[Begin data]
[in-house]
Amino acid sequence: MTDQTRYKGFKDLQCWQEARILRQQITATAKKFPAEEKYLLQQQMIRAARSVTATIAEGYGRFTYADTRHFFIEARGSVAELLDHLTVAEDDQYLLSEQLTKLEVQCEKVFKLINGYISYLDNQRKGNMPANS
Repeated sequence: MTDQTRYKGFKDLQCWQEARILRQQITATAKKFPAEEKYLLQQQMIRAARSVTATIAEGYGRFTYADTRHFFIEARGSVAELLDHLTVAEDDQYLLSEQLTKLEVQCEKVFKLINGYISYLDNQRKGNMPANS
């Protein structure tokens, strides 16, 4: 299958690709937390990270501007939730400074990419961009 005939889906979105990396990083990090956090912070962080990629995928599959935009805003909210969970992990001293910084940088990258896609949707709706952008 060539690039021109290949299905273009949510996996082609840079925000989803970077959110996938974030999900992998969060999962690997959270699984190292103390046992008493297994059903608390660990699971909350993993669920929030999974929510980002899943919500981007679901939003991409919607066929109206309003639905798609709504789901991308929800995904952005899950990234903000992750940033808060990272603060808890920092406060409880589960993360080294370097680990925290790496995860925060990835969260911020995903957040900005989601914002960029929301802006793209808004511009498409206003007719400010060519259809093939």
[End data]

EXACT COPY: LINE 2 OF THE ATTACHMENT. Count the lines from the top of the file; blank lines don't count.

Amino acid sequence: MTDQTRYKGFKDLQCWQEARILRQQITATAKKFPAEEKYLLQQQMIRAARSVTATIAEGYGRFTYADTRHFFIEARGSVAELLDHLTVAEDDQYLLSEQLTKLEVQCEKVFKLINGYISYLDNQRKGNMPANS